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Tiny Diamonds Can Prevent Short-Circuits and Fires in Mobile Phone Batteries: Study

Mixing nanodiamonds into the electrolyte solution of a lithium ion battery slows dendrite formation to nil through 100 charge-discharge cycles

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Tiny diamonds prevent fires in phone batteries
Tiny diamonds prevent fires in phone batteries. Pixabay
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  • The researchers described a process by which tiny diamonds curtail the electrochemical deposition called plating
  • We anticipate the first use of our proposed technology will be in less critical applications
  • Battery buildups called dendrites  are one of the main causes of lithium battery malfunction

USA, August 28, 2017: Researchers have found that tiny diamonds (diamond particles 10,000 times smaller than the diameter of a hair) can prevent short-circuits and fires in lithium batteries widely used in various mobile devices from smartphones to laptops.

The new process that uses tiny diamonds can turn electrolyte solution – a key component of most batteries into a safeguard against the chemical process that leads to battery-related disasters.

In the study, published in the journal Nature Communications, the researchers described a process by which tiny diamonds curtail the electrochemical deposition, called plating, that can lead to hazardous short-circuiting of lithium ion batteries.

“We anticipate the first use of our proposed technology will be in less critical applications, not in cell phones or car batteries,” said Yury Gogotsi, Professor at Drexel University Philadelphia Pennsylvania, US.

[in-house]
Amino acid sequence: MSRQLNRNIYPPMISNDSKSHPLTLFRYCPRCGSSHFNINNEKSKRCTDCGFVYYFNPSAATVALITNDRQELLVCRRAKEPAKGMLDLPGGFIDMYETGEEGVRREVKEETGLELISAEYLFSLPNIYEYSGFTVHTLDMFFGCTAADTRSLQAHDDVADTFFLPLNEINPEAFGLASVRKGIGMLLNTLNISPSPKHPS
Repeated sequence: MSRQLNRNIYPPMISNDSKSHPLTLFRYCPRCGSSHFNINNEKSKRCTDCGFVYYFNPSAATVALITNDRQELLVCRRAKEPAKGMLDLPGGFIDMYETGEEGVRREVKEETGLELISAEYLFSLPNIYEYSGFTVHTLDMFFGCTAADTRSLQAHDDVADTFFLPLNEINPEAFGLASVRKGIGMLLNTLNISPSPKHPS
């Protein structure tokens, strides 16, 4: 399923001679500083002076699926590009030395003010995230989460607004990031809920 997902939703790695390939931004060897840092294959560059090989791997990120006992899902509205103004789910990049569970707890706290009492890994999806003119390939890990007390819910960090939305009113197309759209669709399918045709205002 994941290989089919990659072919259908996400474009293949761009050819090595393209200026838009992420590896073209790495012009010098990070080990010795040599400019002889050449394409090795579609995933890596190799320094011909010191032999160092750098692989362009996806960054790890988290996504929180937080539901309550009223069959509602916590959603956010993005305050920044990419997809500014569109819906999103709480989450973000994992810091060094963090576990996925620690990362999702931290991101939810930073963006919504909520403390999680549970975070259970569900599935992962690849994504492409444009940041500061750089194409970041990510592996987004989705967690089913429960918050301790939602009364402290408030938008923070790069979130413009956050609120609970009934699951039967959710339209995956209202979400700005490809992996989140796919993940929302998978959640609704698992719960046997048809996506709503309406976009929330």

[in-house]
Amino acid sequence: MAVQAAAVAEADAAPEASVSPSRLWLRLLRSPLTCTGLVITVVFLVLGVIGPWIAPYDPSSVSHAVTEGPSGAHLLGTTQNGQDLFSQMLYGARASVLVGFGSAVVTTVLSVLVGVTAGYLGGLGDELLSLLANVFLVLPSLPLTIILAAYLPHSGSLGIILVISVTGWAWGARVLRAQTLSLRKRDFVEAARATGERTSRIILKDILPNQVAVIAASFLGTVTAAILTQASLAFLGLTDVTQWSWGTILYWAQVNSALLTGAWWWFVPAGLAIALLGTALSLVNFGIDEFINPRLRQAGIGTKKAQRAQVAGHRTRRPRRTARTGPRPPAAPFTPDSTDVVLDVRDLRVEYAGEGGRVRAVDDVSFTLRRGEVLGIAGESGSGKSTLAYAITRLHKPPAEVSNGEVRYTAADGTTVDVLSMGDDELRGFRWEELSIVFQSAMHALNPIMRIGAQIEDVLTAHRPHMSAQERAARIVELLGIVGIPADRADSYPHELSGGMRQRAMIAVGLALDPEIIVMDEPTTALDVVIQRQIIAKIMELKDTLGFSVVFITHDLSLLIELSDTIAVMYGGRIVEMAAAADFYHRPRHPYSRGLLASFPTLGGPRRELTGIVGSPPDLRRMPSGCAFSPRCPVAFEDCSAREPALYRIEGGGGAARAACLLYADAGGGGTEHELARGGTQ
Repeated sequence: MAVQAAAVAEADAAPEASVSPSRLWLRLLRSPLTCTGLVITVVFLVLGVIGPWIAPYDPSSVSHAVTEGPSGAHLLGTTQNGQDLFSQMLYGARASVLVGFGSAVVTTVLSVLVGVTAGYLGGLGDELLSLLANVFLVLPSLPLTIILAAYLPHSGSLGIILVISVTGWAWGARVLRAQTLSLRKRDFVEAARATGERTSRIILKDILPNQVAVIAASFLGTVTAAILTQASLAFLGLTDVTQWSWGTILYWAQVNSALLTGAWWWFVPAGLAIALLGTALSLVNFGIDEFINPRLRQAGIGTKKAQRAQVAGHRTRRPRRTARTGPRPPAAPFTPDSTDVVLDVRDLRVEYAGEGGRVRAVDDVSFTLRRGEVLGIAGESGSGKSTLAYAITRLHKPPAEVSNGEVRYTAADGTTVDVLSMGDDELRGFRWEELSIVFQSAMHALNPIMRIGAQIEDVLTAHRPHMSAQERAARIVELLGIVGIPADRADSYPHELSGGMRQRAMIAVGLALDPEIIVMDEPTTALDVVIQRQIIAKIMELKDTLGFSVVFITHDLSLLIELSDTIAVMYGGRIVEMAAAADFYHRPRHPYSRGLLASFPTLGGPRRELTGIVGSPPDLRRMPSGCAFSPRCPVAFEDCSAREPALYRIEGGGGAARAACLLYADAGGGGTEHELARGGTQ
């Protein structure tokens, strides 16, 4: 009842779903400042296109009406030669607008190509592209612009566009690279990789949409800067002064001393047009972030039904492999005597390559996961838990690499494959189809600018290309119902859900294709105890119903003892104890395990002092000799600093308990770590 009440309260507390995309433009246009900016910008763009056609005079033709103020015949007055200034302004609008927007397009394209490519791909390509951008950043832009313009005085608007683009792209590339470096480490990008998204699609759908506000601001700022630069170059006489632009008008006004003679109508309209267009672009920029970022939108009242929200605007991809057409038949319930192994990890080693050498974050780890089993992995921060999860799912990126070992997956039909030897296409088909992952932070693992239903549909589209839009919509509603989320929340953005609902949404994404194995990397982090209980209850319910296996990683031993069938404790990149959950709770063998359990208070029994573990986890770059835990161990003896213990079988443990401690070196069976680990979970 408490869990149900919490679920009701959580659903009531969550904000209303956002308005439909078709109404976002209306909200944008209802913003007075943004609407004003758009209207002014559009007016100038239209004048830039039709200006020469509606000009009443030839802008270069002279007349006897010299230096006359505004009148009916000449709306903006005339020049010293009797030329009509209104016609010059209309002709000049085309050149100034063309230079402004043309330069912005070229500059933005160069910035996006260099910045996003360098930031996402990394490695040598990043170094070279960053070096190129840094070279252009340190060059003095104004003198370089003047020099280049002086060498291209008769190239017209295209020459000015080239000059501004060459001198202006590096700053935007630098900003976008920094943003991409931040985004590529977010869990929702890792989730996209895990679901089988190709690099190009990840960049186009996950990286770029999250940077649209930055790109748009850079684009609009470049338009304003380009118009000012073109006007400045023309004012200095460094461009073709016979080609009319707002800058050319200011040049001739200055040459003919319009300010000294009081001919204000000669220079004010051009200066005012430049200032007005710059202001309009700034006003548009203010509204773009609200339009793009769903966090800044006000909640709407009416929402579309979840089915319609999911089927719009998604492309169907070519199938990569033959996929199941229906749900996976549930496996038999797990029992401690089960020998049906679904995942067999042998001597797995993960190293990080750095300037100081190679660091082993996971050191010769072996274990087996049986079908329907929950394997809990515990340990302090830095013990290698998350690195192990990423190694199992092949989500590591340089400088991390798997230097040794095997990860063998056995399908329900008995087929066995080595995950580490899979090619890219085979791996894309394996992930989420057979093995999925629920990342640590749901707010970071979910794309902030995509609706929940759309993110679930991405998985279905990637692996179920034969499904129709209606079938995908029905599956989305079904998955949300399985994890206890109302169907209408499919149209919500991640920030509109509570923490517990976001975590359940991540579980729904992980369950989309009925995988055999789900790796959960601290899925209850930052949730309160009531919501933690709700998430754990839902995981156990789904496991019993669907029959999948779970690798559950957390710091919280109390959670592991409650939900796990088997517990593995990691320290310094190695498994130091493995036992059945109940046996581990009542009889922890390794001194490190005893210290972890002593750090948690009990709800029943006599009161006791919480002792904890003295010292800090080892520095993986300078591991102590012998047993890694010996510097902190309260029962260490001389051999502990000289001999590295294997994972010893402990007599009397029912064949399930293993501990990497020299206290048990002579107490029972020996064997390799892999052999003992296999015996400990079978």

“To ensure safety, additives to electrolytes, such as nano diamonds, need to be combined with other precautions, such as using non-flammable electrolytes, safer electrode materials and stronger separators,” Gogotsi added.

Also Read: Lithium Batteries can be charged faster in the near Future: Scientists

As batteries are used and charged, the electrochemical reaction results in the movement of ions between the two electrodes of a battery, which is the essence of an electrical current.

Over time, this re-positioning of ions can create tendril-like buildups almost like stalactites forming inside a cave.

These battery buildups, called dendrites, are one of the main causes of lithium battery malfunction.

As dendrites form inside the battery over time, they can reach the point where they push through the separator, a porous polymer film that prevents the positively charged part of a battery from touching the negatively charged part.

When the separator is breached, a short-circuit can occur, which can also lead to a fire since the electrolyte solution in most lithium-ion batteries is highly flammable.

To avoid dendrite formation and minimize the probability of fire, current battery designs include one electrode made of graphite filled with lithium instead of pure lithium.

The use of graphite as the host for lithium prevents the formation of dendrites. But lithium intercalated graphite also stores about 10 times less energy than pure lithium.

The new study showed that mixing nano diamonds into the electrolyte solution of a lithium ion battery slows dendrite formation to nil through 100 charge-discharge cycles.

The finding means that a great increase in energy storage is possible because dendrite formation can be eliminated in pure lithium electrodes.